A further slowing in growth
The Federal Reserve cut rates but didn’t give a clear indication of further cuts or promise the return of QE.
They’re tearing us apart, They’re breaking up my heart – Eric Clapton
As usual markets marked time ahead of the FOMC decision while reaction to the 25bps Fed funds rate cut and hawkish statement (relative to expectations) has been mixed. The US equity market welcomed the rate cut and ignored the hawkish tone in the announcement while the bear flattening in the UST curve reflected bond investors’ disappointment. The move higher in UST yields initially boosted the USD, but following Fed Chair Powell’s conference remarks stressing that if “the economy weakens, more extensive cuts may be needed”, the USD has started to give back some of its early gains. Dissentions and Divergence in the new dots plot also highlight a growing division between officials. True to from President Trump didn’t waste time and had another go at Powell and the Fed.
The FOMC lowered the Fed funds rate by 25bps to 1.75-2.0% as expected and in light of stresses in the money markets, officials also lowered the excess reserve rate by 30bps to 1.80%, a decision that should help keep the effective Fed Funds rate within the range. Changes to the economic projections were minimal, reinforcing the view that as a base case no further easing will be required. That being said with core PCE only expected to reach 2% by 2021 and stay at this level in 2022, in addition to the US led trade uncertainties on the US and global growth outlook, is probably fair to say the Fed’s inflation outlook is not an impediment for further easing.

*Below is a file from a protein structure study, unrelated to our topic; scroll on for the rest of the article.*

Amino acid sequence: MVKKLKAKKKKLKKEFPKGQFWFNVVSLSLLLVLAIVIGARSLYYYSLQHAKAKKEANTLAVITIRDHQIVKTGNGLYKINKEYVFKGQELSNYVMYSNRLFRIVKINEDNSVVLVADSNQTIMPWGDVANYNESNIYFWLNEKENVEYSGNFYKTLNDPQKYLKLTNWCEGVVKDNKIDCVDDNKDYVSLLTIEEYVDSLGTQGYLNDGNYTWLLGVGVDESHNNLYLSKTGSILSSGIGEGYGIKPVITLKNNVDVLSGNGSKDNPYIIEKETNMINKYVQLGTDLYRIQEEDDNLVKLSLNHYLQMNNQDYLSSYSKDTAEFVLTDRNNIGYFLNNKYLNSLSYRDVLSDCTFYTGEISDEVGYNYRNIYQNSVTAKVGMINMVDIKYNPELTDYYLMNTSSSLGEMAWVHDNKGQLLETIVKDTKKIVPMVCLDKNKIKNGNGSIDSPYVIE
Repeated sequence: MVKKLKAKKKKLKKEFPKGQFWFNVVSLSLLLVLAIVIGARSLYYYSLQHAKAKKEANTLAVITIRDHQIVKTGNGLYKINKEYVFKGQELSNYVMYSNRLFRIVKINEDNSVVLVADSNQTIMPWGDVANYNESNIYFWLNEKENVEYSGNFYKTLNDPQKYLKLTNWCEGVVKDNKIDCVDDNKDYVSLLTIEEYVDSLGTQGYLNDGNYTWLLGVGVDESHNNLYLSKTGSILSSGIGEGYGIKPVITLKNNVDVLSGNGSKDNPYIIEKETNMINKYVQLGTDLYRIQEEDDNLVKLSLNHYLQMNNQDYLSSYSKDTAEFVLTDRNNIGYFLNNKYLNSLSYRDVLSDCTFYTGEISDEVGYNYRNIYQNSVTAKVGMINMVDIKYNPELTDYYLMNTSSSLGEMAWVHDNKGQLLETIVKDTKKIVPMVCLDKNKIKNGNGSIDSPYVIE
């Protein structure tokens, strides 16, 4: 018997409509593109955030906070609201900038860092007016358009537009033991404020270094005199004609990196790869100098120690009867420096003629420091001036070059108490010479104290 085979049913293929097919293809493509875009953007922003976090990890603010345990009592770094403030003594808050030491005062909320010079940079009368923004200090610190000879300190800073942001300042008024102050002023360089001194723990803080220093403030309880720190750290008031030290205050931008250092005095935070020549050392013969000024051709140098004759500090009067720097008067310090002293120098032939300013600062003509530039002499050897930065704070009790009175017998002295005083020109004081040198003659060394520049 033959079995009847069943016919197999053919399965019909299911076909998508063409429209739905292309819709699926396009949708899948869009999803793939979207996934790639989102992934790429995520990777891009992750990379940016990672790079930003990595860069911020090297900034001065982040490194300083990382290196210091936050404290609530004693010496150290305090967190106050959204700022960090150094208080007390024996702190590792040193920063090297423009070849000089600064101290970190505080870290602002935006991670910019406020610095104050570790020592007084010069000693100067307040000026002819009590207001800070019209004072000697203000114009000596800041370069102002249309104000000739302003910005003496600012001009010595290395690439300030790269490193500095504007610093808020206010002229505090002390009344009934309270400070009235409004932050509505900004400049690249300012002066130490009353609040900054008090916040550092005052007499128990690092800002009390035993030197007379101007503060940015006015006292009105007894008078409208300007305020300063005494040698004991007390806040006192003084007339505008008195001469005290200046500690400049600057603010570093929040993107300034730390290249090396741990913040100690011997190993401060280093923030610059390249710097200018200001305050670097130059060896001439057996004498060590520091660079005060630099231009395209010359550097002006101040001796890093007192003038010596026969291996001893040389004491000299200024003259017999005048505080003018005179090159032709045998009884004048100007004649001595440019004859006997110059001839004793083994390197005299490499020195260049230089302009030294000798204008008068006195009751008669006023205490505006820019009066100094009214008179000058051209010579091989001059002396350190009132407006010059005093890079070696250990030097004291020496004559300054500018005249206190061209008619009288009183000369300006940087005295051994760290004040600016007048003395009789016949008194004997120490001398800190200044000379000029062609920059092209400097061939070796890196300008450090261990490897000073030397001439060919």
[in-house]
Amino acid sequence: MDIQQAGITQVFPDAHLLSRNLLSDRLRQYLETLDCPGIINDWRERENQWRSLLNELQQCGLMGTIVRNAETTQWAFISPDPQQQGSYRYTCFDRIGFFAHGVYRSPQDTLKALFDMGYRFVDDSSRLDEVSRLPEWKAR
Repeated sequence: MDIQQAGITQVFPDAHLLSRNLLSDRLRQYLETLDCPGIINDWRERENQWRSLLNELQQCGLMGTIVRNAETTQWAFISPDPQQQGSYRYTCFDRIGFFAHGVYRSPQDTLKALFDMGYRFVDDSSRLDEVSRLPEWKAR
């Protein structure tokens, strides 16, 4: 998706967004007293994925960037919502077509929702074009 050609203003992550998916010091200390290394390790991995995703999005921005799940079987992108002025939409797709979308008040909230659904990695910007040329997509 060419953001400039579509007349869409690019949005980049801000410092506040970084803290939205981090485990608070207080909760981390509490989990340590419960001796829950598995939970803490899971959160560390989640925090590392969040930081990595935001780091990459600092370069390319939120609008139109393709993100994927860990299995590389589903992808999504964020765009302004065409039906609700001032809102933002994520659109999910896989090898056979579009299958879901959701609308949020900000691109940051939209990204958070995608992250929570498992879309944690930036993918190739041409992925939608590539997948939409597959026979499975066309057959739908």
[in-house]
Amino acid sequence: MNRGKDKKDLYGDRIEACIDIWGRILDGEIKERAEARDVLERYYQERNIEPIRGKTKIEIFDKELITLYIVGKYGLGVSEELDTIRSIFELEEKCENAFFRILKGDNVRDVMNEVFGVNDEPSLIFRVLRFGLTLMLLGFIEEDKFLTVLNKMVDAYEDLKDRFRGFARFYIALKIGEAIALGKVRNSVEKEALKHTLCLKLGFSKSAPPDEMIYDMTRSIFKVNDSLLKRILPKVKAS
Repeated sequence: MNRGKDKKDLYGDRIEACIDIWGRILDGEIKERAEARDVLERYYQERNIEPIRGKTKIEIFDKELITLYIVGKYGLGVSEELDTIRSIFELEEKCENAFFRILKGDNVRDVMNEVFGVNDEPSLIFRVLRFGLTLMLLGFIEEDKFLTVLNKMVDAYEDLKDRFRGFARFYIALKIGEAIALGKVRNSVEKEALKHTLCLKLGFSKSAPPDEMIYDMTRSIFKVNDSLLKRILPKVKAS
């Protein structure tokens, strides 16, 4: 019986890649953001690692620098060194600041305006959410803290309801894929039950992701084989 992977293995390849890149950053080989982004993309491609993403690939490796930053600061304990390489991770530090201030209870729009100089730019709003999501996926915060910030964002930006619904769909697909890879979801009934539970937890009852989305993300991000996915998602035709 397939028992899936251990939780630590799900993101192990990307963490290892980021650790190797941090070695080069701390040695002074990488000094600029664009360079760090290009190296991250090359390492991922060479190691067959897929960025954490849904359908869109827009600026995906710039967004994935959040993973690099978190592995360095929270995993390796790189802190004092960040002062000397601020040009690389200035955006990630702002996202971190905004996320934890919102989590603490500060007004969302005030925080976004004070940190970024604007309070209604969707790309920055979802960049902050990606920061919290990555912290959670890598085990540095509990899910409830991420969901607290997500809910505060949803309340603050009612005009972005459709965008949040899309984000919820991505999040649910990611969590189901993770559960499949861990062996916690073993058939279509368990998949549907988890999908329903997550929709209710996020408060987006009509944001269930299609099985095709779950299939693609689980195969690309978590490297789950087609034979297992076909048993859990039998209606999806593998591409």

The message of no further easing as a base case was also evident in the median dot plot, which reflected the 2 rate cuts since June this year and an unchanged Fed Funds rate at the end of both 2019 and 2020, followed by a modest tightening in 2021 (from current mid-point of 1.875% to 2.125%) and then some more in 2022 ( to 2.125% to 2.375%).
But as it is often the case the devil is in the detail. For one the Statement highlighted the downside risk to the outlook, as much as the statement noted the “Committee’s view that sustained expansion of economic activity, strong labor market conditions, and inflation near the Committee’s symmetric 2 percent objective are the most likely outcomes” the statement also noted that stressing that “uncertainties” about this outlook.
Similarly as much as the median dots don’t show further rate cuts, seven out of 17 officials have one more easing this year. This plot divergence is comparable to the pattern seen in the June dot plot and of course a month later we got a rate cut in July. Just as interestingly, however, the dot projections, which were submitted last week, show that five officials did not have a rate cut pencilled in for this month. Finally the remaining dots show 5 members believed the range should not have been lowered. So there is a clear divergence of opinion and in contrast the market still fully prices another full rate cut by the end of the year and a further 40bps of easing through next year.